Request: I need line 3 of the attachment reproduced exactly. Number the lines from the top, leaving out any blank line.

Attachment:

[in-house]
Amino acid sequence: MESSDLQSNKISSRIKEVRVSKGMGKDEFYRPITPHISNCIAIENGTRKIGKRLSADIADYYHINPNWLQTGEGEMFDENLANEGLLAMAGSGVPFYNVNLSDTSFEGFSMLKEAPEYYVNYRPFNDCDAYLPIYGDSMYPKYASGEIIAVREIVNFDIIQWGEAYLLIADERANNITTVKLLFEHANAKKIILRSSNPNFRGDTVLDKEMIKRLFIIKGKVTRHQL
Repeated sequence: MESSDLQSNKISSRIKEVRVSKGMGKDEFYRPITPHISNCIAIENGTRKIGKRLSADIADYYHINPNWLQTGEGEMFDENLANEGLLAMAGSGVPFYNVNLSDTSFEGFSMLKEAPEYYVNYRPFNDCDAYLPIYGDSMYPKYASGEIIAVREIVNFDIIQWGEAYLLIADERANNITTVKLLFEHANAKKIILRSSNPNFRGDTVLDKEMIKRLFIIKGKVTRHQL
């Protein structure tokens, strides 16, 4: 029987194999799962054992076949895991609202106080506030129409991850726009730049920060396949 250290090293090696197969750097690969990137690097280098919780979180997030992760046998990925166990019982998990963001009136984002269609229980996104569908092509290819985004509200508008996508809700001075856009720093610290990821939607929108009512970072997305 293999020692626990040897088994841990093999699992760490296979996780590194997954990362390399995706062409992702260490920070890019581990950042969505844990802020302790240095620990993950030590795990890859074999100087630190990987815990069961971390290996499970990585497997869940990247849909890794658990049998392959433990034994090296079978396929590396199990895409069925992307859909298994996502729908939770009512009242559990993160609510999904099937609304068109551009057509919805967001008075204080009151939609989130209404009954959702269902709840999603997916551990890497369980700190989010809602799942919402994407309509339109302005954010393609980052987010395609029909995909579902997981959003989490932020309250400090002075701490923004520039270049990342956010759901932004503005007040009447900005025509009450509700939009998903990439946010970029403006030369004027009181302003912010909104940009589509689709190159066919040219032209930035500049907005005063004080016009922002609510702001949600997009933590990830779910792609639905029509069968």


Repeated sequence: MESSDLQSNKISSRIKEVRVSKGMGKDEFYRPITPHISNCIAIENGTRKIGKRLSADIADYYHINPNWLQTGEGEMFDENLANEGLLAMAGSGVPFYNVNLSDTSFEGFSMLKEAPEYYVNYRPFNDCDAYLPIYGDSMYPKYASGEIIAVREIVNFDIIQWGEAYLLIADERANNITTVKLLFEHANAKKIILRSSNPNFRGDTVLDKEMIKRLFIIKGKVTRHQL